LOS ANGELES, March 17, 1999 — Double clicks. Flashy graphics. Beeps and dings. To most users, these functions are merely helpful guides in navigating today’s computer technology. To users with disabilities, however, these same functions can prevent access to the most basic operations of a computer.
Showcasing research projects that will usher in the next generation of PC and Internet technologies for people with disabilities, Microsoft today awarded $150,000 in grants to non-profit and educational research institutions for original research in the field of PC accessibility. The seven grants, ranging from $10,000 to $50,000, are the first to be awarded in Microsoft’s “Exploring PC Accessibility: New Discoveries” international grant program.
The grants will finance concept exploration and technology development, with all research to be made available free-of-charge for use in mainstream and accessibility-specific products at the end of the one-year research period.
Greg Lowney, director of accessibility at Microsoft, announced the grants at the CSUN Technology and Persons with Disabilities Conference in Los Angeles. “I am really looking forward to watching these research projects unfold over the next year,” Lowney said. “The work of independent researchers, combined with efforts by mainstream and accessibility-specific technology companies, will result in computers that work better for more people, including those with physical, sensory, or cognitive limitations.”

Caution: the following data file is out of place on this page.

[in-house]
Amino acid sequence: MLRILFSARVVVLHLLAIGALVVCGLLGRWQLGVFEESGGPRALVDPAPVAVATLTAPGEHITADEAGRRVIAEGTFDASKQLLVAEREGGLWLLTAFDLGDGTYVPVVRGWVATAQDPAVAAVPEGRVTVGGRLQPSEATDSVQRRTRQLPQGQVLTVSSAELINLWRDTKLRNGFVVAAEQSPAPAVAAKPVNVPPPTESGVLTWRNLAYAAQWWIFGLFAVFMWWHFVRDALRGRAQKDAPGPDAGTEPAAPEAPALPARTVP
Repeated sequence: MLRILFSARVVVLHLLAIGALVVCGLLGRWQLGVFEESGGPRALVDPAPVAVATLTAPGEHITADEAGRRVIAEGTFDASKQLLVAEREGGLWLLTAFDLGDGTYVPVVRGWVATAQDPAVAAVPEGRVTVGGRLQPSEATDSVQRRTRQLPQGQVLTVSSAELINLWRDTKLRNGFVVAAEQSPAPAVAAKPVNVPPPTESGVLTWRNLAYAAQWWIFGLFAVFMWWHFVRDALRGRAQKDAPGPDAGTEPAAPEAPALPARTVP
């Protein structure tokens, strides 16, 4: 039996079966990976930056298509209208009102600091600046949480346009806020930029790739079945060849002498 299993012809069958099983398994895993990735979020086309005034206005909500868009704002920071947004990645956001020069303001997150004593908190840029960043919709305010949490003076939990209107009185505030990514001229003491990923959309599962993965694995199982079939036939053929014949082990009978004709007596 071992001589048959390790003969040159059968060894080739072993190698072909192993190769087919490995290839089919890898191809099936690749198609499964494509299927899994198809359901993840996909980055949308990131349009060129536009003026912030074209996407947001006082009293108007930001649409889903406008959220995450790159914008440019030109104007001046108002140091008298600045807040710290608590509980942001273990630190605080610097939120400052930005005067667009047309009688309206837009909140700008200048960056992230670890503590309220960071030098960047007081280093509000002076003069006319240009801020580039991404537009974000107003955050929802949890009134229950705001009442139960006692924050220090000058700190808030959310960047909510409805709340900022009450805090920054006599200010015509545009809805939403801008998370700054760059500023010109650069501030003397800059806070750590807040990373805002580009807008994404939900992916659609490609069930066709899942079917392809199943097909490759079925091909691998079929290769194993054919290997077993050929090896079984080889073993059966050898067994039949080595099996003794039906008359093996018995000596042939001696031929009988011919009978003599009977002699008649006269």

According to Oxford Brookes University grant recipient, Mary Zajicek, “The Microsoft grant will enable us to combine the latest Web browser technologies with our existing speech output browser. As a result, blind and visually impaired people will be able to effectively scan the Web just as sighted people do.”
The 1998 Exploring PC Accessibility: New Discoveries grant recipients are:
Accessibility Concept Research Awards
University of Hertfordshire, Hatfield, U.K., “toneWeb: using sound to enhance access to the World Wide Web for visually impaired people,” Dr. Helen Petrie, Director, Sensory Disabilities Research Unit.
University of Glasgow, “3D Audio Windows: Enhancing PC Accessibility for Visually Disabled Users,” Dr. Stephen Brewster and Dr. Ashley Walker, Multi-modal Interaction Group, Department of Computing Science.
University of Pittsburgh, “Development of Compensatory Software for People with Neck Range of Motion,” Dr. Jennifer Angelo, Assistant Professor, Department of Rehabilitation Science and Technology, School of Health and Rehabilitation.
New York University, “An Investigation of the Use and Potential Use of Accessibility Options in Operating Systems,” Anita Perr, Clinical Assistant Professor, Department of Occupational Therapy, School of Education.
University of Washington, “Cognitive Benefits of Speech Recognition Technology for Persons with Learning Disabilities,” Prof. Philip Bell, Assistant Professor, Department of Educational Psychology, College of Education.
Accessibility Product Development Awards
Syracuse University, “Improving PC Accessibility with NeatTools,” Edward Lipson, Professor, Department of Physics and David Warner, M.D., Northeast Parallel Architectures Center.
Oxford Brookes University, “The BrookesTalk Adaptation Kit (BAK) Project,” Mary Zajicek, Principal Lecturer, School of Computing and Mathematical Sciences.
A cooperative effort between Microsoft’s community affairs group and the company’s accessibility and disabilities group, the “Exploring PC Accessibility: New Discoveries” grant program is one of many initiatives Microsoft is undertaking to better understand and respond to the technology needs of people with disabilities. The grants are intended to increase the knowledge base of all groups dedicated to improving accessibility of PC technology and to facilitate the dissemination of new accessibility concepts and products.